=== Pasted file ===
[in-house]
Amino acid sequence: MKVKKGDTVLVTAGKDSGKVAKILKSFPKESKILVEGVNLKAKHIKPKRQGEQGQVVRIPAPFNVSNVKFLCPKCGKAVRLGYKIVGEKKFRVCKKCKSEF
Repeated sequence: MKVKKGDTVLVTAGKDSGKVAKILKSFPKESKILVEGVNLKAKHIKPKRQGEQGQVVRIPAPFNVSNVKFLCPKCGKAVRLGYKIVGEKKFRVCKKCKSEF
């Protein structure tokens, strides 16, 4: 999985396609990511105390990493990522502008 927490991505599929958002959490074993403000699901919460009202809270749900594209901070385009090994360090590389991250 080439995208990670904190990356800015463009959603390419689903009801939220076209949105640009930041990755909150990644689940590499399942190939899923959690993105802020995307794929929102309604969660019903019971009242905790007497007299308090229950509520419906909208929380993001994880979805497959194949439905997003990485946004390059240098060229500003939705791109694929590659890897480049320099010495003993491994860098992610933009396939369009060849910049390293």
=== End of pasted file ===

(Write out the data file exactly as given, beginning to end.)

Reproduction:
[in-house]
Amino acid sequence: MKVKKGDTVLVTAGKDSGKVAKILKSFPKESKILVEGVNLKAKHIKPKRQGEQGQVVRIPAPFNVSNVKFLCPKCGKAVRLGYKIVGEKKFRVCKKCKSEF
Repeated sequence: MKVKKGDTVLVTAGKDSGKVAKILKSFPKESKILVEGVNLKAKHIKPKRQGEQGQVVRIPAPFNVSNVKFLCPKCGKAVRLGYKIVGEKKFRVCKKCKSEF
């Protein structure tokens, strides 16, 4: 999985396609990511105390990493990522502008 927490991505599929958002959490074993403000699901919460009202809270749900594209901070385009090994360090590389991250 080439995208990670904190990356800015463009959603390419689903009801939220076209949105640009930041990755909150990644689940590499399942190939899923959690993105802020995307794929929102309604969660019903019971009242905790007497007299308090229950509520419906909208929380993001994880979805497959194949439905997003990485946004390059240098060229500003939705791109694929590659890897480049320099010495003993491994860098992610933009396939369009060849910049390293």